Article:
Clemson quarterback Trevor Lawrence has never had a break from football like this. Now that he is set to make his delayed return to the field, Lawrence is glad he gets to play in the final home game of the season.
Saturday could be his final home game at Clemson ever.
The Tigers’ strong-armed, accurate, 6-foot-6 junior has done little more than practice and watch his teammates since missing a two-point conversion try early in the fourth quarter of a 47-21 win over Syracuse on Oct. 24.
Lawrence tested positive for COVID-19 the next week, missed the next two games before practicing through a bye week and then preparing for Florida State before that game was postponed last Saturday.
Lawrence and the Tigers (7-1, 6-1 Atlantic Coast Conference, No. 3 CFP) have their fingers crossed this time as they prepare for Pittsburgh (5-4, 4-4).
“That was frustrating for me because I wanted to be on the field,” Lawrence said of the Florida State game being canceled. “But there’s going to be another week. Hopefully, everything goes well and we get to play. There’s a lot of football ahead.”
Just maybe not for Lawrence, at least not at Clemson’s Death Valley. He’s scheduled to graduate next month and has said he plans to enter the NFL draft, where he’s expected to be the No. 1 overall pick.
Last month, Lawrence was less committal on the NFL, saying he has options that include staying in college. Still, he will take the traditional solo run down Clemson’s iconic hill on Senior Day before facing the Panthers.
“It’s really changed my life being here,” Lawrence said. “There’s going to be a lot of emotions, I don’t know how strong they’ll be when I’m up there” on the hill.
On the field, fans should expect the same, calm precision Lawrence has shown throughout his career. He was a Heisman Trophy frontrunner before his COVID-19 diagnosis, yet has faded from the spotlight with his time on the sidelines.
Lawrence and the Tigers won’t have it easy against the Panthers, who enter Saturday’s matchup with the league’s top defense. Pittsburgh leads the country in tackles for loss per game and has three players among ACC’s top five in that category this season.
Pitt coach Pat Narduzzi understands his team will have play at or above its level thus far to slow down Clemson’s Lawrence and running back Travis Etienne.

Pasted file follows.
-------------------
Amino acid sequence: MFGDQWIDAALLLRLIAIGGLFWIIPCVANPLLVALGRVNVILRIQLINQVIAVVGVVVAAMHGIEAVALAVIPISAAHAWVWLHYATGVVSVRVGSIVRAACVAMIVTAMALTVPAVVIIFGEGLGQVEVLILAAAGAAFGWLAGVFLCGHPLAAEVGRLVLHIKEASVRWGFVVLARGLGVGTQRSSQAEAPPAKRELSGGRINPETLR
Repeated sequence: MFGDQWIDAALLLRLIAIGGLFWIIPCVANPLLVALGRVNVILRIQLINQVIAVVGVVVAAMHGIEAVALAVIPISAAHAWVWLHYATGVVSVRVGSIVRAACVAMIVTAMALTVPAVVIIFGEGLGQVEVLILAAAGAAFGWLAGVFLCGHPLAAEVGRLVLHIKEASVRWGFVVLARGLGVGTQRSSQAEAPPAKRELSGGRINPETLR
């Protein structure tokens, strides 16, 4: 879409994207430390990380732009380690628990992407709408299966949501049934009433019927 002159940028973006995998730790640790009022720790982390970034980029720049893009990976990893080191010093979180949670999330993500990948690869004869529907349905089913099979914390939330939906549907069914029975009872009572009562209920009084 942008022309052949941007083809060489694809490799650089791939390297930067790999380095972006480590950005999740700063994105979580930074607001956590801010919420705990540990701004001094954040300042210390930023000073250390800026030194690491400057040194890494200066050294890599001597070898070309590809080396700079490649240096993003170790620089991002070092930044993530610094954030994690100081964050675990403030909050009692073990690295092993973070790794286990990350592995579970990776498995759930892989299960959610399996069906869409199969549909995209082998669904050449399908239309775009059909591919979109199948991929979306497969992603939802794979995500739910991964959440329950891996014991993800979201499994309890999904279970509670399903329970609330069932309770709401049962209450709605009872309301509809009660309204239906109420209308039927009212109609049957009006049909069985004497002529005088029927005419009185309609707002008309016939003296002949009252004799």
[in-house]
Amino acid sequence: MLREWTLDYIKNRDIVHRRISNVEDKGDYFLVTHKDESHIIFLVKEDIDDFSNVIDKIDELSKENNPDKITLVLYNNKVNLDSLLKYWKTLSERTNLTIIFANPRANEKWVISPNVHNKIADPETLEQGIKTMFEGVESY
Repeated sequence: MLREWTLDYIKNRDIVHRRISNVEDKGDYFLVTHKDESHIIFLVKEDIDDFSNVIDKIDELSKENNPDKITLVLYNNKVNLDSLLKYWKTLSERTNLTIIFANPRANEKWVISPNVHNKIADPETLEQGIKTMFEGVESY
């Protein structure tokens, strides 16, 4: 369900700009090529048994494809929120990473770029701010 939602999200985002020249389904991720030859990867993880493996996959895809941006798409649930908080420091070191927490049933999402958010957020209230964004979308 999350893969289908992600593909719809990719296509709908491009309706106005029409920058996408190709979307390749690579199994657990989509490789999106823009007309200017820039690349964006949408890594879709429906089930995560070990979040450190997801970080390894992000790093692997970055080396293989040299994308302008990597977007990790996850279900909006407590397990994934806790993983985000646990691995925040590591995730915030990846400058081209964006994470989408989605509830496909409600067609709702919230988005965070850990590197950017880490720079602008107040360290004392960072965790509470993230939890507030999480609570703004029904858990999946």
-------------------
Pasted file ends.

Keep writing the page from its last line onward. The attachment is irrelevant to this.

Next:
“We know Trevor Lawrence and Etienne on offense are explosive,” he said.
Some other things to watch when Pittsburgh visits Clemson:
Early in the week, Clemson coach Dabo Swinney was angry about Florida State cancelling last Saturday’s game due to positive coronavirus test by a Tigers player on Friday. He says the team has had no more positives and he’s moving on to the Pitt game.
Pittsburgh has had its share of COVID-19 issues, too, with 16 players missing from last week’s game with Virginia Tech due to coronavirus protocols. Coach Pat Narduzzi is unsure if any will be back to play Clemson. “With COVID protocols, with injuries, you just don’t know,” he said.
Travis Etienne, the two-time reigning ACC player of the year, will make his last appearance in front of Clemson’s home crowd this week. The senior has improved his skills in the passing game as opponents have focused on the run and taking Etienne out of action. Etienne has 634 yards and 10 touchdowns rushing. He’s second on the team with 37 catches for 491 yards.
Pittsburgh’s last trip to Clemson was also the last time the Tigers lost at home. The Panthers got a late, 48-yard field goal from Chris Blewitt to beat No. 2 Clemson 43-42 on Nov. 12, 2016. The Tigers have won the last 27 straight at home since losing to the Panthers.
Clemson’s Swinney was appreciative of the crowds who’ve turned out for the team’s five home games so far given restrictions on seating, tailgating and the typical fan game-day experience provided at and around Memorial Stadium. Clemson has allowed up to 19,000 people in the stadium, about a quarter of capacity. Still, Swinney said those there are orange-wearing, loud and proud. “It’s not the same type of environment we’re accustomed to, but it’s still been awesome,” Swinney said.